Home > Research > Publications & Outputs > Place as a nexus for corporate heritage identity

Electronic data

  • JBR_wine_CHI_finala

    Rights statement: This is the author’s version of a work that was accepted for publication in Journal of Business Research. Changes resulting from the publishing process, such as peer review, editing, corrections, structural formatting, and other quality control mechanisms may not be reflected in this document. Changes may have been made to this work since it was submitted for publication. A definitive version was subsequently published in Journal of Business Research, ??, ??, 2019 DOI: 10.1016/j.jbusres.2019.05.024

    Accepted author manuscript, 665 KB, PDF document

    Embargo ends: 29/11/20

    Available under license: CC BY-NC: Creative Commons Attribution-NonCommercial 4.0 International License

Links

View graph of relations

Place as a nexus for corporate heritage identity: An international study of family-owned wineries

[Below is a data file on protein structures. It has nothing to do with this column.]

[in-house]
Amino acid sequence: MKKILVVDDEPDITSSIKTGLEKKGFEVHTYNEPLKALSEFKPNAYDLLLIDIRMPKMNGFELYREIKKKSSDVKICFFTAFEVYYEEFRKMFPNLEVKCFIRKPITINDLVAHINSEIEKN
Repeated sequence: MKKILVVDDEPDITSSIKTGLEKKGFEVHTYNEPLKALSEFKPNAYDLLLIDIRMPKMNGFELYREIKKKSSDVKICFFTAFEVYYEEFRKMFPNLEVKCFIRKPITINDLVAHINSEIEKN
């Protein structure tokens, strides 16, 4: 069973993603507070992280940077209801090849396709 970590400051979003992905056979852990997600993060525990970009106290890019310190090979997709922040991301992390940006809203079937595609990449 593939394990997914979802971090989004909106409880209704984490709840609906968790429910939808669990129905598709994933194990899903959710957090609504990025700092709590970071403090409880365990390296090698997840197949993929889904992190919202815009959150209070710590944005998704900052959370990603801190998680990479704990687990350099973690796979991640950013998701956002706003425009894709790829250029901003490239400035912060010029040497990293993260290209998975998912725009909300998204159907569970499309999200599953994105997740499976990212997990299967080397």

Research output: Contribution to journalJournal article

E-pub ahead of print
Close
<mark>Journal publication date</mark>29/05/2019
<mark>Journal</mark>Journal of Business Research
Publication statusE-pub ahead of print
Early online date29/05/19
Original languageEnglish

Abstract

This paper uncovers the dynamic and reciprocal relationship between corporate heritage identities and corporate heritage brands. Through an examination of the role of place in the marketing strategies of seven family-owned wineries, in six countries, we explain how these wineries use their place to create and incorporate consistency with change in their marketing strategies. The cross-cultural case analysis of multigenerational and long-established, as well as novel and fledgling wineries, showcases how multiple role identities of wineries interact with the relative invariance of place to infuse corporate heritage identities and corporate heritage brands, and vice-versa. The results build on corporate heritage literature by providing an in-depth illustration of the role of place and corporate heritage identity interactions in the development of a firm's marketing strategy. The results are especially relevant for firms offering products anchored in a geographic origin.